This article first appeared in the St. Louis Beacon, May 18, 2012 - Visitors to Missouri Botanical Garden these days are greeted by an enormous yellow dragon lantern that stretches down the entrance to Ridgway Visitor Center. It is easy to deduce that this creature is part of the upcoming Lantern Festival to be launched Memorial Day weekend.Thoughtful and/or frequent visitors may remember that this year’s orchid show had a Chinese theme, and that the Brookings Interpretive Center features an interactive exhibit on Chinese culture. Why the emphasis on China?
The garden’s Year of China is celebrating the imminent completion of a monumental scholarly achievement: the 45-volume "Flora of China." This detailed description of each of the approximately 31,500 vascular plants that grow wild in China has great botanical value.
China is extremely rich in flora diversity; in an area approximately the size of the United States, it has 1.5 times the number of species of the U.S. and Canada combined. And just about half of these species grow nowhere else in the world. About 5,000 of these species are used in traditional Chinese medicine. The information in these volumes will be used to conserve biodiversity, investigate new sources for food and medicine, and understand evolution.
35 years in the making
"The Flora of China" is also important in a historical context. The story of its joint publication by the Missouri Botanical Garden and Science Press in Beijing mirrors the evolution of Chinese-American relations over the past 35 years. It also mirrors the world wide technological revolution. Today, each volume published is freely available and searchable online. Thirty-five years ago, the internet was still in the experimental stage.
The death of Mao Zedong in 1976 marked the end of the Cultural Revolution. In 1977, the American committee on Scholarly Relations with the People’s Republic of China wrote Peter Raven, then director of the Missouri Botanical Garden and president of the Botanical Society of America. The letter suggested that now might be the time to “get something started with China.”
Raven wrote to the head of the Botanical Society of China, who had studied at the University of Illinois. They decided to exchange visits, as there had been little contact between botanists of the two countries. Raven raised money to first send a group of American scientists to China in 1978, and then bring a Chinese group here in 1979 to tour botanical institutions across the country.
At the end of the Chinese delegation’s visit, Raven and a former postdoctoral fellow, William Tai, organized a meeting at Berkeley, Calif. (Tai, now deceased, became co-director on the non-Chinese side of the flora of China project.) The result of the meeting was a suggestion to publish an English-language version of the Flora Reipublicae Popularis Sinicae, produced by Chinese scholars in the Chinese language between 1959 and 2004. That work consisted of 80 volumes in 126 parts.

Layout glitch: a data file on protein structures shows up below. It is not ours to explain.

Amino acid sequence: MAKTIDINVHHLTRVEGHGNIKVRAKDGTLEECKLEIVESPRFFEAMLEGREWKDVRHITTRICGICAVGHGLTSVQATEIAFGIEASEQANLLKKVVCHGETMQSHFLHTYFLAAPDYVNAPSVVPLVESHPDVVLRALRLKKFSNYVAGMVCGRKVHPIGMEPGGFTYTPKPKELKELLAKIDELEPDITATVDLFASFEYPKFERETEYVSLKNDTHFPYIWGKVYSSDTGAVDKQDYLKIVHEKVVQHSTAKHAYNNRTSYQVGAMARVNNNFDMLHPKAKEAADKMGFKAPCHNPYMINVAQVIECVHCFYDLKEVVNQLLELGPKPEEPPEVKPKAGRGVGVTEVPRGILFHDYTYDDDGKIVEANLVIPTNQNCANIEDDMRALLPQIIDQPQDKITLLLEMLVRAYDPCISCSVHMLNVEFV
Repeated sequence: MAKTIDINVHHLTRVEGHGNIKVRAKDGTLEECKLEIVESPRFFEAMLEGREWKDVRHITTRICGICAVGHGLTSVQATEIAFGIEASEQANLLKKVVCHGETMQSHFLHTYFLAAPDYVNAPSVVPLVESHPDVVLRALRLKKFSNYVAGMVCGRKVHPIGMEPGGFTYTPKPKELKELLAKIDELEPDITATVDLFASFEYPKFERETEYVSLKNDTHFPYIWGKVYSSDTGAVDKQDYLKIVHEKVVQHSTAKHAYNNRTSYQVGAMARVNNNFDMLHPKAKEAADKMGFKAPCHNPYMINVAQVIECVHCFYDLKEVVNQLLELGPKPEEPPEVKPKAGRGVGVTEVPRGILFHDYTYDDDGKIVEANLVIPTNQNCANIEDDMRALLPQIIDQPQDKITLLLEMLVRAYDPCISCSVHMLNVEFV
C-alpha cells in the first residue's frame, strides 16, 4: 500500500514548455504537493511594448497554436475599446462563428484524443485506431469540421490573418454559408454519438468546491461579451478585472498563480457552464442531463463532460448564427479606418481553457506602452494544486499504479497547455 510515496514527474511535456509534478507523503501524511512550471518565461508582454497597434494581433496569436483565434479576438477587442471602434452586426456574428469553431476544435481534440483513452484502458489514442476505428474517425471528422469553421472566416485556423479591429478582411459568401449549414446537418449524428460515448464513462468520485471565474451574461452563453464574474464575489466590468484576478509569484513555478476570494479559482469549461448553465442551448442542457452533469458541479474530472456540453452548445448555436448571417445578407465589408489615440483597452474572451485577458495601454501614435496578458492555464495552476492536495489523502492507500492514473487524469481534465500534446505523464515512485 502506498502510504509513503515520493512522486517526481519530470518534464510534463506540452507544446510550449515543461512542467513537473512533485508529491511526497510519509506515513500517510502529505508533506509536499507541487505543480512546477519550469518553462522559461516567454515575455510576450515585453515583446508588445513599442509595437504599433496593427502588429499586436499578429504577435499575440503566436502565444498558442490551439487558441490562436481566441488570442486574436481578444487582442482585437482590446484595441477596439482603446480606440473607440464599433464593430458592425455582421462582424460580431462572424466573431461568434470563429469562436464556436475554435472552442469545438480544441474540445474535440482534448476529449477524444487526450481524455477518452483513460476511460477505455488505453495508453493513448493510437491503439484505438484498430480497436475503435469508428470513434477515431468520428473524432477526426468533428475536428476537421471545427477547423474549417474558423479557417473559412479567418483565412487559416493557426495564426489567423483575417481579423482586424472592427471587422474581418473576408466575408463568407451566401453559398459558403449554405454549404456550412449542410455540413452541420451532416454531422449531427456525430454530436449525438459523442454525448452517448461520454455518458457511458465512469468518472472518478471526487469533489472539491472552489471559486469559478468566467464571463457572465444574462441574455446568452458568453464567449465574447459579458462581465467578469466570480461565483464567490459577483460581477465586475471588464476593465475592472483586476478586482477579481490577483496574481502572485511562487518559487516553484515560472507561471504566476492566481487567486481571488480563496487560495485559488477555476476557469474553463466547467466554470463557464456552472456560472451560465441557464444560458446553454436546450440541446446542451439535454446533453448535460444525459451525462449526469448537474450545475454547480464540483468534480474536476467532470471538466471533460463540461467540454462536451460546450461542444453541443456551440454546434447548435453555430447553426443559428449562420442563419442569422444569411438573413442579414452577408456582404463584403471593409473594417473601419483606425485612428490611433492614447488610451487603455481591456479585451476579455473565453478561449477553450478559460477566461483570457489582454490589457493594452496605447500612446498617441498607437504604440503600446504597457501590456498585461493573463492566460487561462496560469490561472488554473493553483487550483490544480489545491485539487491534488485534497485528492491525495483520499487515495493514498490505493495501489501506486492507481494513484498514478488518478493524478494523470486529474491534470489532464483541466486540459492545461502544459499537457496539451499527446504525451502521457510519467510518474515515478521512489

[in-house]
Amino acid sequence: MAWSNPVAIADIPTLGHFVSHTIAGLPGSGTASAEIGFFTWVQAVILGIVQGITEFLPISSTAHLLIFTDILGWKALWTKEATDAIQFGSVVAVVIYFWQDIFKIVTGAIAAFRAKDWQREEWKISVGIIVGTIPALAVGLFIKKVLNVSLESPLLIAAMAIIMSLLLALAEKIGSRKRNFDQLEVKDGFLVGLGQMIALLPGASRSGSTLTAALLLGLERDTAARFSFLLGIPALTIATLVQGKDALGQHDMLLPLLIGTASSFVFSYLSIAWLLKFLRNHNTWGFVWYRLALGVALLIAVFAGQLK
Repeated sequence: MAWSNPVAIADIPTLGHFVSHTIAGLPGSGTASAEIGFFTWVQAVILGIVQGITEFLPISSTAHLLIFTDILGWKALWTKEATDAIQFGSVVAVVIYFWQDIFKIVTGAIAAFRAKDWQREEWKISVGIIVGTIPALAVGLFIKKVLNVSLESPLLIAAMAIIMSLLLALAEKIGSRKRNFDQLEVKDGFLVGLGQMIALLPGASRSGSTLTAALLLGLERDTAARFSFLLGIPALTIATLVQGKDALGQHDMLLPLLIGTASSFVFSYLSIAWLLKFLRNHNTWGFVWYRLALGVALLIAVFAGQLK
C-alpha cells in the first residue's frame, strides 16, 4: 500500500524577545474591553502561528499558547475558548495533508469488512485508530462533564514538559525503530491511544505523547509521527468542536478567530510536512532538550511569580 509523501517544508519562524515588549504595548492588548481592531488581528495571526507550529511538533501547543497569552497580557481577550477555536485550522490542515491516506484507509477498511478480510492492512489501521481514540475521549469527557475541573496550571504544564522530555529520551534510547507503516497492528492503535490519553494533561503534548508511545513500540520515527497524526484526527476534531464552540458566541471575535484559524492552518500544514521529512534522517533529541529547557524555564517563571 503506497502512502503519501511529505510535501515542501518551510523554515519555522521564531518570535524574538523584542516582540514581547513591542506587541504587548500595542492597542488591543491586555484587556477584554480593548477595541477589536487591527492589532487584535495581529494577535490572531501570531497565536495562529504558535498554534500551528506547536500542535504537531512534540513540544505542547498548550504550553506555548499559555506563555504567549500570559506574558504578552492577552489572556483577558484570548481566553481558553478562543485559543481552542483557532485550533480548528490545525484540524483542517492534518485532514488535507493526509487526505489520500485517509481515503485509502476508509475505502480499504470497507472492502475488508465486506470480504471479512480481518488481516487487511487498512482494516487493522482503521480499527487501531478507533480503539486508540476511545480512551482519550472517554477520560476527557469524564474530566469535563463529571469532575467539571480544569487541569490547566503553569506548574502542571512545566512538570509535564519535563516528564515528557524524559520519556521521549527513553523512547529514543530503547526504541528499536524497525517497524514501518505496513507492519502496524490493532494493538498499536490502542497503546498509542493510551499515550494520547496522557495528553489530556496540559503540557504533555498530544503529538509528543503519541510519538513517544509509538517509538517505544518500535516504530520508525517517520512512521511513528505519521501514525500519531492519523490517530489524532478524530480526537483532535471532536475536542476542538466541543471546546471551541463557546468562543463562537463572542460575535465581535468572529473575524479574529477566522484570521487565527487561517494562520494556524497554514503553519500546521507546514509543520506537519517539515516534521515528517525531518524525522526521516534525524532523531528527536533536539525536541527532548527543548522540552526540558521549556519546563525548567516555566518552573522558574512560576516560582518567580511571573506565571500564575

There were several reasons for this goal:
- Formerly, Chinese scientists had had little access to the botanical literature.
- They had had no access to herbarium specimens outside of China.
- They had no access to “type specimens” -- the herbarium specimens that define the meaning of a particular plant name. Many of these “type specimens” had been collected in China by western botanists in the 18th and 19th centuries.
A direct translation was out of the question. “Did I mention,” asked Raven, “that Chinese becomes 50 percent longer when translated to English?”
Raven came up with a plan that was put into effect a full 10 years after that first American delegation visited China. There would be 25 volumes of text, containing short descriptions, names, synonyms, names given in Pinyin (transliteration of Chinese), uses and distribution. No illustrations were included because they had already been published.
As the project continued, however, and the revision became more scientifically up-to-date, separate volumes of illustrations to accompany the text became necessary. When the last volume is published the complete "Flora" will have 45 volumes: 22 books of text, 22 books of illustrations, and an introductory volume.
"The Flora of China" is a truly a collaboration. Every account — every family, genus, species — is co-authored by at least one Chinese and one non-Chinese botanist. The Chinese botanist writes the first draft in English. After the draft has been edited, it is sent to the non-Chinese author for revision. The draft is then sent back to the Chinese author and other reviewers. In case of scientific disagreement, the Chinese author’s version is used, but the other view is also explained in the text.
This framework has led to hundreds of new international collaborations, partnerships and friendships. Because of the framework, and the occasional judicious mediation by Nicholas Turland, project co-director, or Raven, "Flora" is considered a landmark in Chinese-American scholarly cooperation. Today, says Raven, botanists are able to do fieldwork throughout China.
Why is a flora important?